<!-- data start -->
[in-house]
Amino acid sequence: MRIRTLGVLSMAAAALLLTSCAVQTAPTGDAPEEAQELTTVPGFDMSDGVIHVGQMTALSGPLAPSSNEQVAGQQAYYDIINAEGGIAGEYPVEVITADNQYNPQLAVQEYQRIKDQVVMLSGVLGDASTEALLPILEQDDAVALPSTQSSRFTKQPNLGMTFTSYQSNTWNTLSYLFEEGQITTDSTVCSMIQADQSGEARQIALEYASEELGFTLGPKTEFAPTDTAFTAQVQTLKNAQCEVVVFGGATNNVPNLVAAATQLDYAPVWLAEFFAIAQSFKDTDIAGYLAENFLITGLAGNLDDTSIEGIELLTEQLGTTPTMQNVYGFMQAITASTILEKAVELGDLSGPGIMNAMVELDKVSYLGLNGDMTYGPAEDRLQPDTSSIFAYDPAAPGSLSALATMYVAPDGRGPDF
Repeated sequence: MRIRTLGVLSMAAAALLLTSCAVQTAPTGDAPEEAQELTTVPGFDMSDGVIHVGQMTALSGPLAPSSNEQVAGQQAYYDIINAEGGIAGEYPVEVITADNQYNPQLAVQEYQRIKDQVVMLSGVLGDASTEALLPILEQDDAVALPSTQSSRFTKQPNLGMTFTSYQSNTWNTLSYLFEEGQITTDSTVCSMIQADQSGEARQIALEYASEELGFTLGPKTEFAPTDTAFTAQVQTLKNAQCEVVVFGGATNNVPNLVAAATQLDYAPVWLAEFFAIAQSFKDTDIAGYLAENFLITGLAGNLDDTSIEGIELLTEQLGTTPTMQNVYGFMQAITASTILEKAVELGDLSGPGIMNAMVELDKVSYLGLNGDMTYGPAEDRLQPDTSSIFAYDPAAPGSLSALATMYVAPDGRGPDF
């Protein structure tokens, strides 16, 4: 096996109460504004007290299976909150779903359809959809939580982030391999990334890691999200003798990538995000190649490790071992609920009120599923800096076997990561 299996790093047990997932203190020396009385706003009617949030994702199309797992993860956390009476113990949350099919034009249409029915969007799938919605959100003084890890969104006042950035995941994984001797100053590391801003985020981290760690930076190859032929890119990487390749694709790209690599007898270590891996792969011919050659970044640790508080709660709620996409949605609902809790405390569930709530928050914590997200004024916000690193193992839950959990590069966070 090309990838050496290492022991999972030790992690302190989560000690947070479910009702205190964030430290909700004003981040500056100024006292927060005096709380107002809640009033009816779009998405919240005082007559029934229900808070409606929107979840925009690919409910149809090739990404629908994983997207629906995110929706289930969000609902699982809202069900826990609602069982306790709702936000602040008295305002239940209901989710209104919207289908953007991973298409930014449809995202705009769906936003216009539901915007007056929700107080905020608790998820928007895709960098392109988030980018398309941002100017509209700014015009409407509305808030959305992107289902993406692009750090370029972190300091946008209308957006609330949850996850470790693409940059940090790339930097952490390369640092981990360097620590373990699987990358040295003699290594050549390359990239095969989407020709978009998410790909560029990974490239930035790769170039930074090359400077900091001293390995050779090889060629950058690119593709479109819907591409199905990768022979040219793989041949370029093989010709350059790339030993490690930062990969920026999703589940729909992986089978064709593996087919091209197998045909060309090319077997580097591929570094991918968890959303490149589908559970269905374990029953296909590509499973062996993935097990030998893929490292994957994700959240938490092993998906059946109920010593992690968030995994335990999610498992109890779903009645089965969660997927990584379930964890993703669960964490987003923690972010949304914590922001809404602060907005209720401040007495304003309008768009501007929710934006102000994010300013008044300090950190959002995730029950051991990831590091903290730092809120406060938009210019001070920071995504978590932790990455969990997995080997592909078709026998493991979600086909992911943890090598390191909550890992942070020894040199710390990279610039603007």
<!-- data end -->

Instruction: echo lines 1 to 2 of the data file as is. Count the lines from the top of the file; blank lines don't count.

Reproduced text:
[in-house]
Amino acid sequence: MRIRTLGVLSMAAAALLLTSCAVQTAPTGDAPEEAQELTTVPGFDMSDGVIHVGQMTALSGPLAPSSNEQVAGQQAYYDIINAEGGIAGEYPVEVITADNQYNPQLAVQEYQRIKDQVVMLSGVLGDASTEALLPILEQDDAVALPSTQSSRFTKQPNLGMTFTSYQSNTWNTLSYLFEEGQITTDSTVCSMIQADQSGEARQIALEYASEELGFTLGPKTEFAPTDTAFTAQVQTLKNAQCEVVVFGGATNNVPNLVAAATQLDYAPVWLAEFFAIAQSFKDTDIAGYLAENFLITGLAGNLDDTSIEGIELLTEQLGTTPTMQNVYGFMQAITASTILEKAVELGDLSGPGIMNAMVELDKVSYLGLNGDMTYGPAEDRLQPDTSSIFAYDPAAPGSLSALATMYVAPDGRGPDF